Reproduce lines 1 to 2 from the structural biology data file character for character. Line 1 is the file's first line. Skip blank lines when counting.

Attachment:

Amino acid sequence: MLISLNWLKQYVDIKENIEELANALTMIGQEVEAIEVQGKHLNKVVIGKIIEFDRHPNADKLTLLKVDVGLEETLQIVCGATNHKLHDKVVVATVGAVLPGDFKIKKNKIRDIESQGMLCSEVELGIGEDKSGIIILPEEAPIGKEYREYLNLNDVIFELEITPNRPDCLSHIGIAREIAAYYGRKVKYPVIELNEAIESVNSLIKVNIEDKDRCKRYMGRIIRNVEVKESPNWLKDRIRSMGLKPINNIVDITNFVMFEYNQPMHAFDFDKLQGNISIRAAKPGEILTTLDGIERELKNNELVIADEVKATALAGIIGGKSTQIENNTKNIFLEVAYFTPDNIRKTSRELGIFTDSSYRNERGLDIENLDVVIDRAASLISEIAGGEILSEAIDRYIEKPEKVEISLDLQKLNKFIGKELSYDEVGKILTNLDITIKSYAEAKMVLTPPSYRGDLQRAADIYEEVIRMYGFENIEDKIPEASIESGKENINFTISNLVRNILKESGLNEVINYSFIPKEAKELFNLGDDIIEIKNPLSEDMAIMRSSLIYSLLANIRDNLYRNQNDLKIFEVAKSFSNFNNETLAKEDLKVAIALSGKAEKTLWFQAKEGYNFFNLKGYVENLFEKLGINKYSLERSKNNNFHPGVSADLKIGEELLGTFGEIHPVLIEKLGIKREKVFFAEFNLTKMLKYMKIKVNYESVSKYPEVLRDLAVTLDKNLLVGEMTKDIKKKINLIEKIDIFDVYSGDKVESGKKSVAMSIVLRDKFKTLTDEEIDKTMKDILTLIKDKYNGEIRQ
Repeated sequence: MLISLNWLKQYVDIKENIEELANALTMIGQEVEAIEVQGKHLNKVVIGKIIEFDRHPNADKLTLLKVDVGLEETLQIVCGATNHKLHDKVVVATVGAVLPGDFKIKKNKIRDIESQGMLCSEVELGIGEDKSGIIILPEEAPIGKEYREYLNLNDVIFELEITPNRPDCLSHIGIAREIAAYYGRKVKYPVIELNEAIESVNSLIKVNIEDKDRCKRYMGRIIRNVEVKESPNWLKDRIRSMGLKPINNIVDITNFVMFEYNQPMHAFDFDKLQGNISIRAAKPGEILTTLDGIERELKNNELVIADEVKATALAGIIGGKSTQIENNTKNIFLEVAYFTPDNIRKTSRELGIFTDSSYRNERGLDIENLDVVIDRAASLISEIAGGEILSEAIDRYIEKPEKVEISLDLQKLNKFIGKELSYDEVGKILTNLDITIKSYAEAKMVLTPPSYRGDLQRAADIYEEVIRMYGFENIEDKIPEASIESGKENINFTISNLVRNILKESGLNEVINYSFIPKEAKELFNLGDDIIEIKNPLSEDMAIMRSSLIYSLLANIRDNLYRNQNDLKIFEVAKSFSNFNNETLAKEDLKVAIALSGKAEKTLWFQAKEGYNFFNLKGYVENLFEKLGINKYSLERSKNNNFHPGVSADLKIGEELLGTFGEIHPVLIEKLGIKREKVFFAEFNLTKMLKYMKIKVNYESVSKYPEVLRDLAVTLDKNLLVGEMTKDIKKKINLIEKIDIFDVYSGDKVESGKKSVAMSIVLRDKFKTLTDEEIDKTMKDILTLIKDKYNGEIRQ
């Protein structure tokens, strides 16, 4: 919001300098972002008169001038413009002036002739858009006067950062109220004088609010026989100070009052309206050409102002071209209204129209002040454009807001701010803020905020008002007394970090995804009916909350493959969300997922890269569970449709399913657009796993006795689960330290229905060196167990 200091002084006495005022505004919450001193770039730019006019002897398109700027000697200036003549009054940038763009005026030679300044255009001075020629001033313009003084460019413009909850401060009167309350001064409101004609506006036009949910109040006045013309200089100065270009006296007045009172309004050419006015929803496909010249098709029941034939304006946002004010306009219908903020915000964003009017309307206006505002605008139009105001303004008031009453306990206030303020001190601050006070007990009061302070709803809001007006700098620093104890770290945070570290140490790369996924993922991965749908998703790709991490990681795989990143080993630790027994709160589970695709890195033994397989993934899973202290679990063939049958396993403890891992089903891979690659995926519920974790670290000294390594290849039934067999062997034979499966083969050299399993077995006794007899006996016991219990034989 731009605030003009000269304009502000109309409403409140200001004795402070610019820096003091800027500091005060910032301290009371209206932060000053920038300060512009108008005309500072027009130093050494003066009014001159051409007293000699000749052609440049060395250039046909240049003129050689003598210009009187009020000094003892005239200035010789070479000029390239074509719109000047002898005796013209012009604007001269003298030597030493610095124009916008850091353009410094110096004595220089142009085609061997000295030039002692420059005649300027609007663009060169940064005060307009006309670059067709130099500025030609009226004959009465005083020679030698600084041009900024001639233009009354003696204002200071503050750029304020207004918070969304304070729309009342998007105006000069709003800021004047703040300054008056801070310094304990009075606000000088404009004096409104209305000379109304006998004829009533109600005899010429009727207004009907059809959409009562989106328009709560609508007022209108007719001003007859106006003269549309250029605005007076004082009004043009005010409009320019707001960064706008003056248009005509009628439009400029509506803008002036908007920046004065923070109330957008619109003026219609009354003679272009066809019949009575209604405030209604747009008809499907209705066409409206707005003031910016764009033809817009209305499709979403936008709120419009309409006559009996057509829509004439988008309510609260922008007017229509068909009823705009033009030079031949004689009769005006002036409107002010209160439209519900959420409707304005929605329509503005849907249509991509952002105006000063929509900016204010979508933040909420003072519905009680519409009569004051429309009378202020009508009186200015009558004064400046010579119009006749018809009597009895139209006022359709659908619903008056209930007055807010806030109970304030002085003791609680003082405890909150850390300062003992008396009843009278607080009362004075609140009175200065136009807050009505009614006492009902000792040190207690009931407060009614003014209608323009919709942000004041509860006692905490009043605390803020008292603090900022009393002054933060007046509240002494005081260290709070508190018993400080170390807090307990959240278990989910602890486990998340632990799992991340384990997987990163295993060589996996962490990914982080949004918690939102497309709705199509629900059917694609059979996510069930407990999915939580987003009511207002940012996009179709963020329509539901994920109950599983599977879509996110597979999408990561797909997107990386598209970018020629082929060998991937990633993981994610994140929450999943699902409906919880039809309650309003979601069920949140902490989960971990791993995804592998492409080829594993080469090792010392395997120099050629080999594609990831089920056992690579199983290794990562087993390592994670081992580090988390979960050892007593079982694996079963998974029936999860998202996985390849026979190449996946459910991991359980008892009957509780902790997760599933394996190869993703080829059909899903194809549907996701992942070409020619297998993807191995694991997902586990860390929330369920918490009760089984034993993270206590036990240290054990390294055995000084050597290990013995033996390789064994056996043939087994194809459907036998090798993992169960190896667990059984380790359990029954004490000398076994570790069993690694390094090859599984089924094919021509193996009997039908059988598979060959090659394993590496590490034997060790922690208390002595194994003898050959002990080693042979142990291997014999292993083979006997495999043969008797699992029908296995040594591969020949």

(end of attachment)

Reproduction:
Amino acid sequence: MLISLNWLKQYVDIKENIEELANALTMIGQEVEAIEVQGKHLNKVVIGKIIEFDRHPNADKLTLLKVDVGLEETLQIVCGATNHKLHDKVVVATVGAVLPGDFKIKKNKIRDIESQGMLCSEVELGIGEDKSGIIILPEEAPIGKEYREYLNLNDVIFELEITPNRPDCLSHIGIAREIAAYYGRKVKYPVIELNEAIESVNSLIKVNIEDKDRCKRYMGRIIRNVEVKESPNWLKDRIRSMGLKPINNIVDITNFVMFEYNQPMHAFDFDKLQGNISIRAAKPGEILTTLDGIERELKNNELVIADEVKATALAGIIGGKSTQIENNTKNIFLEVAYFTPDNIRKTSRELGIFTDSSYRNERGLDIENLDVVIDRAASLISEIAGGEILSEAIDRYIEKPEKVEISLDLQKLNKFIGKELSYDEVGKILTNLDITIKSYAEAKMVLTPPSYRGDLQRAADIYEEVIRMYGFENIEDKIPEASIESGKENINFTISNLVRNILKESGLNEVINYSFIPKEAKELFNLGDDIIEIKNPLSEDMAIMRSSLIYSLLANIRDNLYRNQNDLKIFEVAKSFSNFNNETLAKEDLKVAIALSGKAEKTLWFQAKEGYNFFNLKGYVENLFEKLGINKYSLERSKNNNFHPGVSADLKIGEELLGTFGEIHPVLIEKLGIKREKVFFAEFNLTKMLKYMKIKVNYESVSKYPEVLRDLAVTLDKNLLVGEMTKDIKKKINLIEKIDIFDVYSGDKVESGKKSVAMSIVLRDKFKTLTDEEIDKTMKDILTLIKDKYNGEIRQ
Repeated sequence: MLISLNWLKQYVDIKENIEELANALTMIGQEVEAIEVQGKHLNKVVIGKIIEFDRHPNADKLTLLKVDVGLEETLQIVCGATNHKLHDKVVVATVGAVLPGDFKIKKNKIRDIESQGMLCSEVELGIGEDKSGIIILPEEAPIGKEYREYLNLNDVIFELEITPNRPDCLSHIGIAREIAAYYGRKVKYPVIELNEAIESVNSLIKVNIEDKDRCKRYMGRIIRNVEVKESPNWLKDRIRSMGLKPINNIVDITNFVMFEYNQPMHAFDFDKLQGNISIRAAKPGEILTTLDGIERELKNNELVIADEVKATALAGIIGGKSTQIENNTKNIFLEVAYFTPDNIRKTSRELGIFTDSSYRNERGLDIENLDVVIDRAASLISEIAGGEILSEAIDRYIEKPEKVEISLDLQKLNKFIGKELSYDEVGKILTNLDITIKSYAEAKMVLTPPSYRGDLQRAADIYEEVIRMYGFENIEDKIPEASIESGKENINFTISNLVRNILKESGLNEVINYSFIPKEAKELFNLGDDIIEIKNPLSEDMAIMRSSLIYSLLANIRDNLYRNQNDLKIFEVAKSFSNFNNETLAKEDLKVAIALSGKAEKTLWFQAKEGYNFFNLKGYVENLFEKLGINKYSLERSKNNNFHPGVSADLKIGEELLGTFGEIHPVLIEKLGIKREKVFFAEFNLTKMLKYMKIKVNYESVSKYPEVLRDLAVTLDKNLLVGEMTKDIKKKINLIEKIDIFDVYSGDKVESGKKSVAMSIVLRDKFKTLTDEEIDKTMKDILTLIKDKYNGEIRQ